Second, as we study the gifts we can see that the sign gifts as described in the Bible are absolutely nothing like the sign gifts of this modern age. Two really obvious examples are tongues and healing. First, tongues in the Bible (see Acts 2) were actual languages that were used to tell foreigners of the Savior. They were always used to bring glory to God and never to self and they were always to be interpreted (See I Corinthians 14). This is in complete opposition to the gibberish of today, which is rarely (if ever?) interpreted and looks much more similar to the demonic sects of Hinduism and other false religions. The similarities are truly shocking! As for healing—Acts 5 shows that even Peter’s shadow healed people who were obviously sick and dying. Today, modern apostles who claim to heal never heal radically. It’s always something you can’t see such as headaches or lengthening a leg. Never radical healing where someone with spina bifida can walk instantly or someone in hospice is radically healed in the blink of an eye. That is because the time for that is over. NOW, can God heal? Yes, yes, yes! He can and He does. Being a cessationist doesn’t mean you don’t believe in miracles. God works in marvelous ways and I have been privileged to see that on occasion. I just don’t believe He gifts prophets to do that healing in this day and age and I don’t live for miracles. Perhaps that is the biggest difference between a cessationist (someone who believes the sign gifts have ended) and most continuationists (someone who believes the sign gifts continue): Cessasionists appreciate miracles and we praise God for them, but they are not what make up the excitement or substance of our Christian lives.
Third, God put Himself in a box. Inevitably, the argument is always that we can’t put God in a box, but I want to assure you that God did that Himself. When we read His word, we see a couple of things that stand out. First, I Timothy 3:16 says this—
All Scripture is given by inspiration of God, and is profitable for doctrine, for reproof, for correction, for instruction in righteousness, that the man of God may be complete, thoroughly equipped for every good work.
Do you see verse 17 says that scripture will make us complete and thoroughly equipped? We don’t need any other word from God or special experience to equip us for the Christian life.
And Jude 3 says this—
Beloved, while I was very diligent to write to you concerning our common salvation, I found it necessary to write to you exhorting you to contend earnestly for the faith which was once for all delivered to the saints.
Do you see the words “once for all”? This means that we shouldn’t expect any more revelation from God. As I already mentioned above, if God is speaking to us today those words must hold the same weight as the Word of God. No revelation from God can be more important than another one. And this causes us a major problem–especially because so many who claim to hear from God speak things in complete opposition to the Bible. In fact, did you know that almost all false religions started with a vision or “special message” from God? Do a little research and you will see. It is a sobering reminder of just how deceptive and crafty Satan really is.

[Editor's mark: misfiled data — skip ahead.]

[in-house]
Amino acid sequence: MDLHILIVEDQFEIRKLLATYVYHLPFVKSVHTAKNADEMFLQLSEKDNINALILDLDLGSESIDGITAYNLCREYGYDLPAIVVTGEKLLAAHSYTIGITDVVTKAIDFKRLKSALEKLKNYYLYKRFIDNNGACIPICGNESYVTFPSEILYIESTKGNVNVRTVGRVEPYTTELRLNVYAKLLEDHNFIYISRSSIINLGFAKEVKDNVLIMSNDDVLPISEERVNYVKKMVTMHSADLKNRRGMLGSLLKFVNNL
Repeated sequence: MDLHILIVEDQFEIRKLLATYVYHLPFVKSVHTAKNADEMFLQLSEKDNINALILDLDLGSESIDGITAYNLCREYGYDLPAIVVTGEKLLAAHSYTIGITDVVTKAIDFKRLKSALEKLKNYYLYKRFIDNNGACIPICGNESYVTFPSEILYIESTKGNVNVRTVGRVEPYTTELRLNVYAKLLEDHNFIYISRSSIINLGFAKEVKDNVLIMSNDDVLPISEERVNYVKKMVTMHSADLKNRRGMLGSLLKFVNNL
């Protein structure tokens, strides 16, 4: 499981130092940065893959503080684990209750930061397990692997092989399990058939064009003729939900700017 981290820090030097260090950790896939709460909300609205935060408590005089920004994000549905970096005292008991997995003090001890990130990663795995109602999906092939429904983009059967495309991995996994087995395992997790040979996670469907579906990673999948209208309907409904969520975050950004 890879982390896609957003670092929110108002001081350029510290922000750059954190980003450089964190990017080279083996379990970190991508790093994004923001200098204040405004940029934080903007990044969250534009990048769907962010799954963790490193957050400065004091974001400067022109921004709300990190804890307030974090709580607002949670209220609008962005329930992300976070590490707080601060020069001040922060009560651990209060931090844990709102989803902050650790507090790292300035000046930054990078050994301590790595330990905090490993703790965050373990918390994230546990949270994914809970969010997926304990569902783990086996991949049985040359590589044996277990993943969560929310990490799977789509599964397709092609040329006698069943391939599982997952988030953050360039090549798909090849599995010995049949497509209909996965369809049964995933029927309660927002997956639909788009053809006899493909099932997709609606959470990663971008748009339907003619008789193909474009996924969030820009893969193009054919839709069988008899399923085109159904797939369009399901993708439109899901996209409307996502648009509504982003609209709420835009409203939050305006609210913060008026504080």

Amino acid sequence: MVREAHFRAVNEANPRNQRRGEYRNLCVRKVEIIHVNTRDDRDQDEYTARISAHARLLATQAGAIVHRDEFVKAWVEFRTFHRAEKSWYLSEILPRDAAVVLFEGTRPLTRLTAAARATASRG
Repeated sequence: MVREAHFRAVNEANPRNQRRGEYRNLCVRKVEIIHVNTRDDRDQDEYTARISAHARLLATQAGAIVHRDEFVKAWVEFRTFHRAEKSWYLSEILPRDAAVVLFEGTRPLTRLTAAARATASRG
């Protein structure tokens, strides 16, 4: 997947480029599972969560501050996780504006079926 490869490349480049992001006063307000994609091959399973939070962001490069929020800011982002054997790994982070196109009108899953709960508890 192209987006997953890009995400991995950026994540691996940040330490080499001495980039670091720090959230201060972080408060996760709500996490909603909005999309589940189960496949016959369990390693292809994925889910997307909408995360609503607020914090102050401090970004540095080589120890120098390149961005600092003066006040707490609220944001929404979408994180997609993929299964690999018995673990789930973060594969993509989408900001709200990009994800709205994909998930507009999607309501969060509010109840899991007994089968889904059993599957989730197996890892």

Fourth, experience is the opposite of faith. The accusation I hear frequently is this: If we don’t believe in the sign gifts and special revelation, we are lacking in faith. But I would beg to differ. I believe that those who must rely on special experiences are actually the ones lacking in faith. We read this in Hebrews 11:1–
Now faith is the substance of things hoped for, the evidence of things not seen.
Faith means we haven’t seen or felt or heard it physically but are trusting God and His Word that what He says will come to pass. We must have faith to believe that He has saved us through grace alone in Christ alone. True faith means that we don’t need any special messages or visions to confirm this.
Fifth, God’s special revelations in the New Testament always had to do with growing the Church and sharing the Gospel. They were rarely (if ever?? I’ve not done a thorough study) about someone’s personal dreams or desires or health or wealth. For example, in Acts we see several places where Peter and Paul experienced the supernatural, but it was always to point people to God and the Gospel. It always had to do with furthering God’s Kingdom and had nothing to do with their own selfish motivations and desires. This is a rather significant contrast to most special revelations claimed today.